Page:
Currently, North Dakota tobacco users pay 44 cents in tax for every pack of 20 cigarettes. According to the legislative website Ballotpedia, that’s the fourth lowest per pack tax rate in the country.

Under the North Dakota Tobacco Tax Increase Initiative, also known as Measure 4, that tax would increase to $2.20 per pack. The growth is $1.76, or four times the current per pack tax. Along with that, the tax on all other tobacco products, including liquid nicotine and electronic inhalation devices, would increase from 28 percent of their wholesale purchase price to 56 percent.

Measure 4, which will be voted on during the Tuesday, Nov. 8 general election, was initiated with the intent to create two funds from the tax revenues.

Half of the revenue would go to a veterans’ tobacco trust fund, where it will be used for programs of benefit and service to veterans or their dependents,” according to the petition presented to the Secretary of State.

If Measure 4 passes and the fund is established, the money would be appropriated to the administrative committee on veterans’ affairs to be spent “on programs consistent with a strategic plan as developed and approved by the administrative committee on veterans’ affairs.”

The second half of the revenue would go to a community health trust fund, where it would be proportionately split. According to the website raiseitforhealthnd.com, 70 percent of money in the fund would go to a behavioral health comprehensive plan as determined by a council appointed by the governor.

Raise It For Health also says 20 percent of funds would be dedicated to North Dakota counties, based on their populations, “for essential local health unit services as established by the state health council.” Finally, 10 percent of the funds would be dedicated to the Department of Health for support of chronic disease detection, prevention, treatment and control.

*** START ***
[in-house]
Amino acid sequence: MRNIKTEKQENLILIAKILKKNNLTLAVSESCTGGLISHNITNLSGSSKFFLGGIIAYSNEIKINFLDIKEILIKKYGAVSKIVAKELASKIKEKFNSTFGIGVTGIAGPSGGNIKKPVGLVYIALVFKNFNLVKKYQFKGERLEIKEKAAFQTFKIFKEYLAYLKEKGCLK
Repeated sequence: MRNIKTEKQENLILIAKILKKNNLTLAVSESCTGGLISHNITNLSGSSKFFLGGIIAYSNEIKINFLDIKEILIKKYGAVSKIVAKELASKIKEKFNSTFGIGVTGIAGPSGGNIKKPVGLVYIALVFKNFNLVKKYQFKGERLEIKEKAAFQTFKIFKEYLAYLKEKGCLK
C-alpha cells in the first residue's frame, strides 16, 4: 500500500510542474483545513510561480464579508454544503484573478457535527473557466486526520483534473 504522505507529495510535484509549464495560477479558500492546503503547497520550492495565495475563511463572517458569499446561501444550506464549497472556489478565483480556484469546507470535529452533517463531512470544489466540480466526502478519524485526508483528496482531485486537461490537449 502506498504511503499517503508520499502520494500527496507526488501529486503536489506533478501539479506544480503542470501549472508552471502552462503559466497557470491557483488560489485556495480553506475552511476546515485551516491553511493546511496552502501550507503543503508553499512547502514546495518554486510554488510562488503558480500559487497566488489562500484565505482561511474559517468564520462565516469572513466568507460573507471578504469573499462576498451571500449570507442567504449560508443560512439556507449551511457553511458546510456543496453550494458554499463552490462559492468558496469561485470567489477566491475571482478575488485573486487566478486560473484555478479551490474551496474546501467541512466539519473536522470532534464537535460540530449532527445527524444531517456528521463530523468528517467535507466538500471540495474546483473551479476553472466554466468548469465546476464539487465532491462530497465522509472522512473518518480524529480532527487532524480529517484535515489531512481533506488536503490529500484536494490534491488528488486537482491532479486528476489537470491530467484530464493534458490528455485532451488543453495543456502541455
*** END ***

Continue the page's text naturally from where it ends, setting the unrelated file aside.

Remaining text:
According to Raise It For Health, the new tax revenue would not go towards tobacco prevention and cessation programs. That information contradicts a point made by state Rep. Craig Headland, R-District 29, in a recent letter he sent out against Measure 4.

At the same time, Raise It For Health does acknowledge Measure 4’s potential to cause tobacco prevention and cessation.

“Tobacco tax increases are proven to be one of the most effective policies to prevent kids from using tobacco,” they state. “Measure 4 is estimated to decrease youth initiation rates by 20 percent and prevent 5,800 N.D. youth under the age of 18 from ever starting. Tobacco tax increases also encourage current tobacco uses to quit … Measure 4 is estimated to lead 6,600 current adult smokers to quit.”

Both Headland and Raise It For Health agree that North Dakota already has a fully funded tobacco prevention and cessation program.

“North Dakota already ranks No. 1 in the country for allocating funding to tobacco prevention,” Headland wrote. “We currently spent $9.5 million per year. As a legislator I think this is very important, as it is our job to balance being No. 1 in one area with other pressing needs like roads, schools and crime … none which is addressed in Measure 4. What’s also important to know is that North Dakota’s Tobacco Prevention and Control Committee has a $55 million surplus available to spend on anti-tobacco programs moving forward in the years ahead.”